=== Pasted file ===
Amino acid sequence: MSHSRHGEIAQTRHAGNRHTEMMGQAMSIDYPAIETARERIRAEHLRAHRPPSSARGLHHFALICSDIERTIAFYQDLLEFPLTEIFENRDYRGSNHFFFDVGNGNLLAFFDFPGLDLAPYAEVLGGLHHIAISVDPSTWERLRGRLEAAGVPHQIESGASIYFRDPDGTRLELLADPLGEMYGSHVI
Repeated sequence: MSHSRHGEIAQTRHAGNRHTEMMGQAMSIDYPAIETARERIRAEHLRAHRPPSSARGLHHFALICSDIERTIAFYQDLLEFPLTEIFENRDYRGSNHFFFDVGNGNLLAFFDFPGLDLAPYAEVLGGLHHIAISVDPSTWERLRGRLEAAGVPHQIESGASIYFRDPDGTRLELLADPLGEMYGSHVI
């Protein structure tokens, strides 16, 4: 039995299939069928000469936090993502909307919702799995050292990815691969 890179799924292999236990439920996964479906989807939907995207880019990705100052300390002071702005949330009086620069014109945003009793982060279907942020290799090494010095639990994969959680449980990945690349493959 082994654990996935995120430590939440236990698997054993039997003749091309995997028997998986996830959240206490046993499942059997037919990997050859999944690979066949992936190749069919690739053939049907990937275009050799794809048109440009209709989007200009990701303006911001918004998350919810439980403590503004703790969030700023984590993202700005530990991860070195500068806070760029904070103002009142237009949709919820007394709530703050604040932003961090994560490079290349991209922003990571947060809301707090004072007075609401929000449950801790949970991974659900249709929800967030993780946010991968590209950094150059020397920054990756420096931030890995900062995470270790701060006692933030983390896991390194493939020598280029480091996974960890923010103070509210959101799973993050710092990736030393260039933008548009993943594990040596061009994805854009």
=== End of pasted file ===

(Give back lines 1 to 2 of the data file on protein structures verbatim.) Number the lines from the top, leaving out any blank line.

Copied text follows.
Amino acid sequence: MSHSRHGEIAQTRHAGNRHTEMMGQAMSIDYPAIETARERIRAEHLRAHRPPSSARGLHHFALICSDIERTIAFYQDLLEFPLTEIFENRDYRGSNHFFFDVGNGNLLAFFDFPGLDLAPYAEVLGGLHHIAISVDPSTWERLRGRLEAAGVPHQIESGASIYFRDPDGTRLELLADPLGEMYGSHVI
Repeated sequence: MSHSRHGEIAQTRHAGNRHTEMMGQAMSIDYPAIETARERIRAEHLRAHRPPSSARGLHHFALICSDIERTIAFYQDLLEFPLTEIFENRDYRGSNHFFFDVGNGNLLAFFDFPGLDLAPYAEVLGGLHHIAISVDPSTWERLRGRLEAAGVPHQIESGASIYFRDPDGTRLELLADPLGEMYGSHVI